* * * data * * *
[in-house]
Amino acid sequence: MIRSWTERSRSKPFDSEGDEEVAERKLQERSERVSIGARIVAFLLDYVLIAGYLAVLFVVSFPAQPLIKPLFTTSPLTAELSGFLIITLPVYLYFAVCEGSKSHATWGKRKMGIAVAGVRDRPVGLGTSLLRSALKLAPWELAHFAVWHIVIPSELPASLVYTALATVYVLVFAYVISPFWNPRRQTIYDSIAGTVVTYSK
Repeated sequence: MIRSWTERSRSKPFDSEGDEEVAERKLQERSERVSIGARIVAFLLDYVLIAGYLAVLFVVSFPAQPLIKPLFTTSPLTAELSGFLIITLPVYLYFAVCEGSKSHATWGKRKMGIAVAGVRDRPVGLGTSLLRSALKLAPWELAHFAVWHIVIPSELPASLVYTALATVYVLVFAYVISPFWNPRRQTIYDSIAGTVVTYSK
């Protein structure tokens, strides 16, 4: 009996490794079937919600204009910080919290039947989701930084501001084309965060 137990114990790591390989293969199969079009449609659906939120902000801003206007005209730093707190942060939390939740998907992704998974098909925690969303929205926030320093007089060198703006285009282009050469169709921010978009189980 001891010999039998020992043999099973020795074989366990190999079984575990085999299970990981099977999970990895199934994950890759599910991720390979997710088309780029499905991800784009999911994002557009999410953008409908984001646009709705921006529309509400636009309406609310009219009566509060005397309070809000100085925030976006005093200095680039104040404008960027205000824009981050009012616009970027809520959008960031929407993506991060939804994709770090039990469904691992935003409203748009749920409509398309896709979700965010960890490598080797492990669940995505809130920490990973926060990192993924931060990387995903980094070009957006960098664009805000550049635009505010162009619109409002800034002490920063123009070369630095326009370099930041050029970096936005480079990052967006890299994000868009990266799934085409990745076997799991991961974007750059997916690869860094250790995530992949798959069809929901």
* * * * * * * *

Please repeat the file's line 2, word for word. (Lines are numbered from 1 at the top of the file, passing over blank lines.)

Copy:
Amino acid sequence: MIRSWTERSRSKPFDSEGDEEVAERKLQERSERVSIGARIVAFLLDYVLIAGYLAVLFVVSFPAQPLIKPLFTTSPLTAELSGFLIITLPVYLYFAVCEGSKSHATWGKRKMGIAVAGVRDRPVGLGTSLLRSALKLAPWELAHFAVWHIVIPSELPASLVYTALATVYVLVFAYVISPFWNPRRQTIYDSIAGTVVTYSK